Still Time to Do Something About Rising Healthcare Costs for Small Businesses

Healthcare costs are constantly on the minds of manufacturers. Almost three fourths of the companies responding to a recent NAM survey said rising healthcare insurance costs are a primary business challenge for them. So we’re glad to see that these concerns are resonating in Congress where House Small Business Health and Technology Subcommittee Chair Chris Collins (R-NY) today held a hearing to take a look at the impact on small businesses of the new fee on health insurance fee, set to kick in next year.

The fee, which was included in the healthcare reform law, will raise some $100 billion from health insurance providers over the next ten years. And since many small businesses obtain their employees’ health care coverage from these insurance companies, these additional fees are likely to be felt in premium costs. Indeed, the fee could raise the cost of employer-sponsored insurance by 2 to 3 percent in 2014, imposing a cost of nearly $5,000 per family by 2020 according to a study released earlier this year by the National Federation of Independent Business Research Foundation.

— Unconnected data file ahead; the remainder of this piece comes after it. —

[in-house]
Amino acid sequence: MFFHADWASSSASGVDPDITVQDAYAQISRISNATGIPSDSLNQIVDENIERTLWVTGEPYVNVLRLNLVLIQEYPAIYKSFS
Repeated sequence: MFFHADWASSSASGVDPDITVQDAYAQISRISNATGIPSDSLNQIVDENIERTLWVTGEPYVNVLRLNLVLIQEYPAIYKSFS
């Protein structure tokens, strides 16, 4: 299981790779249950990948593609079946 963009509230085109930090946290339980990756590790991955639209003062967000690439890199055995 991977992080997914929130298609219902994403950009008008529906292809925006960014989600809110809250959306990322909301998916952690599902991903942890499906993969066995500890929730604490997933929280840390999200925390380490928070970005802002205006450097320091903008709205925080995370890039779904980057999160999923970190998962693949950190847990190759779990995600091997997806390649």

Fortunately, Congress still has an opportunity to avert this crisis before it starts. On the House side, Rep. Charles Boustany has introduced bipartisan legislation —H.R. 763 — to repeal this annual fee on health insurers and a similar bill — S.603—has been introduced in the Senate by  Sen. John Barrasso (R-WY). Manufacturers urge lawmakers to repeal this job killing tax ASAP.

Dorothy Coleman

Dorothy Coleman

Dorothy Coleman is vice president of tax and domestic economic policy at the National Association of Manufacturers (NAM). Ms. Coleman is responsible for providing NAM members with important information related to tax issues and representing the NAM’s position to Congress, the Administration and the media. An NAM spokesperson for tax policy issues, she coordinates membership coalitions; prepares testimony, reports and analyses; and responds to media inquiries. Before taking over as vice president of the tax policy department, she served as director of tax policy from April 1998 to April 2000.
Dorothy Coleman

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